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Q: How do we retain passion in life and still follow the teaching that we should accept all of life with equanimity?

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Community Profiles



What Are We Ignoring About Breathing?

My dear dragons and elephants, do you know how many times an elephant breathes? You don't know? A Japanese scientist found out that an elephants breathes 500,000,000 times in a lifetime. Isn't it fascinating? Of course, this is merely a statistic. Kindly, he does not say how many times a human being breathes.

Usually we say there are three essentials in life: clothes, shelter and food. Breathing, the most important essential, is not mentioned. Not only do we ignore our own breathing, but we often ignore the breathing of other creatures. Animate and inanimate beings are all breathing. Breathing is a most important dharma. Without this very body, the dharma can't be appreciated. We must be aware of how this so-called body and mind exist. It is the most mysterious, subtle dharma; everything comes out of it.

We humans usually breathe fifteen to eighteen times per minute. We may think that we breathe only through the nostrils or lungs, but actually our whole body breathes. When we meditate, the frequency of our breathing can slow down to one to two times per minute. A baby breathes one to two times per minute in the mother's womb. So when you cultivate your breathing, your breathing rate becomes just about the same as a baby's in the mother's womb.

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Thinking Non-Thinking

John Daido Loori, Roshi is abbot of Zen Mountain Monastery in Mt. Tremper, New York. He is a dharma heir of Taizan Maezumi Roshi.

Thinking Non-Thinking

John Daido Loori, Roshi explains why non-thinking is right thought in this commentary on Dogen's 300 Koan Shobogenzo, Case 129: "Yoashan's Non-Thinking"

The Main Case

When Priest Yaoshan was sitting in meditation1 a monk asked,2
"What do you think about, sitting in steadfast composure?"3
Yaoshan said, "I think not thinking."4
The monk said, "How do you think not thinking?"5
Yaoshan said, "Non-thinking."6

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Ordained At Last

On February 28, 2003, Dhammananda Bhikkhuni, formerly known as Dr. Chatsumarn Kabilsingh, became the first Thai woman to receive full ordination as a Theravadin nun. Kristin Barendsen reports on Dhammananda's steadfast commitment to paving the way for other Thai women practitioners.

Just before dawn, bright spots of saffron and orange move slowly down the dim streets and low tones of chanting linger in the cool air. Thailand's estimated 300,000 monastics are out on morning rounds, cradling their alms bowls. Of these monastics, only three are women. One is the Venerable Dhammananda Bhikkhuni, who has just become a bhikkhuni despite living in a country where such ordination of women is forbidden.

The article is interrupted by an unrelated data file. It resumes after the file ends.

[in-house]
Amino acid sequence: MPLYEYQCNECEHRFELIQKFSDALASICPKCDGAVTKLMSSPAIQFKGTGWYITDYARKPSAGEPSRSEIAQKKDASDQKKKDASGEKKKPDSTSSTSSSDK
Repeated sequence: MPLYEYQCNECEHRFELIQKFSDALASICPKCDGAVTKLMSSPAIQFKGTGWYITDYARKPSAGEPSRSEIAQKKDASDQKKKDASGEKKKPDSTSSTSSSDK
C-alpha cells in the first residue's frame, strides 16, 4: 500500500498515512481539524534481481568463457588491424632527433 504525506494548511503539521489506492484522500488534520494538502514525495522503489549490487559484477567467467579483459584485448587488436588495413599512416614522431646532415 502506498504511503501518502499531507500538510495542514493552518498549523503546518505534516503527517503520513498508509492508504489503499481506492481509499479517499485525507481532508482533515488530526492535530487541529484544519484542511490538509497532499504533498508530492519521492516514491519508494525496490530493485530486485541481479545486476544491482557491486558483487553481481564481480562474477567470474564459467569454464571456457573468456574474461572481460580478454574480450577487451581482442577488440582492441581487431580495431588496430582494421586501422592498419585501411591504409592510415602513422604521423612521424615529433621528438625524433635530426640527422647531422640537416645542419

Tall for a Thai woman and a youthful fifty-eight, Dhammananda wears the saffron robes with grace. A dozen women walk behind her; they are mae chees—Thailand's white-robed renunciates who are considered neither lay nor monastic. On the quiet street a line of laypeople and children are waiting. They carefully place their gifts of food in Dhammananda's black metal bowl, then kneel on the ground and prostrate three times. Dhammananda chants a verse in Pali, smiles and asks a child if she will be on time for her English lesson later that day. The girl looks up, giggles, and bows.

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Forum: Who Will Teach the Dharma?

Buddhadharma: Perhaps we should start by enumerating the important qualities of a Buddhist teacher, the kinds of things a successful selection process would identify in a candidate.

Jack Kornfield: In short, the qualities are compassion and wisdom. The qualities a teacher needs include: true compassion and connectedness with all beings, so that whatever teaching is offered comes through as an expression of the universal compassion of all the buddhas; emptiness, liberation from the identity with the small sense of self; fullness, an ability to be present and awake; maturity, someone who has a great deal of life experience; and a kind of sensitivity.

And along with all that, profound dharma practice, deep experience of the teachings of the Buddha in their own heart and mind-stream, and a fundamental virtue and morality that is both beautiful and in some ways unshakable.

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The Simple Presence of Attention

Toni Packer is author of The Wonder of Presence (Shambhala) and is resident teacher of Springwater Center, in Springwater, New York.

Finding a New Way to Listen

Before inquiring into a new way of listening, let me just share the joy of walking through the fields and woods on this extraordinary land. Just stepping out of the reception area, closing the door behind me, walking away from the overhang that shields one from the sun and rain, there isn't any enclosure left—not even a body! All I am is the birds singing and fluttering, bare branches swaying in the breeze, the ground partly frozen yet melting, the pond covered with a thin layer of ice, and the blue hills, sky and wandering clouds within close reach. There is also a throbbing heart and the people walking on the path. Even those who are not here—aren't we all together this one moment—beholding everything out of stillness?